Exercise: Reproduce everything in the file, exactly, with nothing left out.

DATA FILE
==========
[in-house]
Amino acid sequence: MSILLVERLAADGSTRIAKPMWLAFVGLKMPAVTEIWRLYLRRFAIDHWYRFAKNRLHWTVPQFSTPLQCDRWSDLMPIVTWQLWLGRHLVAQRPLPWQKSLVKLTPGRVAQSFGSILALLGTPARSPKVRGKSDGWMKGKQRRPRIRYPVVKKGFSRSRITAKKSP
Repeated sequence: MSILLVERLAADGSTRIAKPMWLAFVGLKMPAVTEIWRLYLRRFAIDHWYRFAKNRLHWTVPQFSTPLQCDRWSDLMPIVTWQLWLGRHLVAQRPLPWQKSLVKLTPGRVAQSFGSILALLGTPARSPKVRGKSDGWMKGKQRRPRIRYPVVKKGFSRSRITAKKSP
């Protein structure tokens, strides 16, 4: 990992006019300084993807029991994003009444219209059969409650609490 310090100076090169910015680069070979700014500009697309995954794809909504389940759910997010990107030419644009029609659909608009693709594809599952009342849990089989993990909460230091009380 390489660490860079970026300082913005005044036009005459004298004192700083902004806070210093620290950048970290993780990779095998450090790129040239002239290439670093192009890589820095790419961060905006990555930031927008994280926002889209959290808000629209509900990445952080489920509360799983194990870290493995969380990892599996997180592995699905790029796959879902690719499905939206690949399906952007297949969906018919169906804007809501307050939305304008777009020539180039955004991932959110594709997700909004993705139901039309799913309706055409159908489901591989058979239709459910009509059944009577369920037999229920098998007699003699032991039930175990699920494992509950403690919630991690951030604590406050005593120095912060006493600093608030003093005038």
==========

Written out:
[in-house]
Amino acid sequence: MSILLVERLAADGSTRIAKPMWLAFVGLKMPAVTEIWRLYLRRFAIDHWYRFAKNRLHWTVPQFSTPLQCDRWSDLMPIVTWQLWLGRHLVAQRPLPWQKSLVKLTPGRVAQSFGSILALLGTPARSPKVRGKSDGWMKGKQRRPRIRYPVVKKGFSRSRITAKKSP
Repeated sequence: MSILLVERLAADGSTRIAKPMWLAFVGLKMPAVTEIWRLYLRRFAIDHWYRFAKNRLHWTVPQFSTPLQCDRWSDLMPIVTWQLWLGRHLVAQRPLPWQKSLVKLTPGRVAQSFGSILALLGTPARSPKVRGKSDGWMKGKQRRPRIRYPVVKKGFSRSRITAKKSP
């Protein structure tokens, strides 16, 4: 990992006019300084993807029991994003009444219209059969409650609490 310090100076090169910015680069070979700014500009697309995954794809909504389940759910997010990107030419644009029609659909608009693709594809599952009342849990089989993990909460230091009380 390489660490860079970026300082913005005044036009005459004298004192700083902004806070210093620290950048970290993780990779095998450090790129040239002239290439670093192009890589820095790419961060905006990555930031927008994280926002889209959290808000629209509900990445952080489920509360799983194990870290493995969380990892599996997180592995699905790029796959879902690719499905939206690949399906952007297949969906018919169906804007809501307050939305304008777009020539180039955004991932959110594709997700909004993705139901039309799913309706055409159908489901591989058979239709459910009509059944009577369920037999229920098998007699003699032991039930175990699920494992509950403690919630991690951030604590406050005593120095912060006493600093608030003093005038």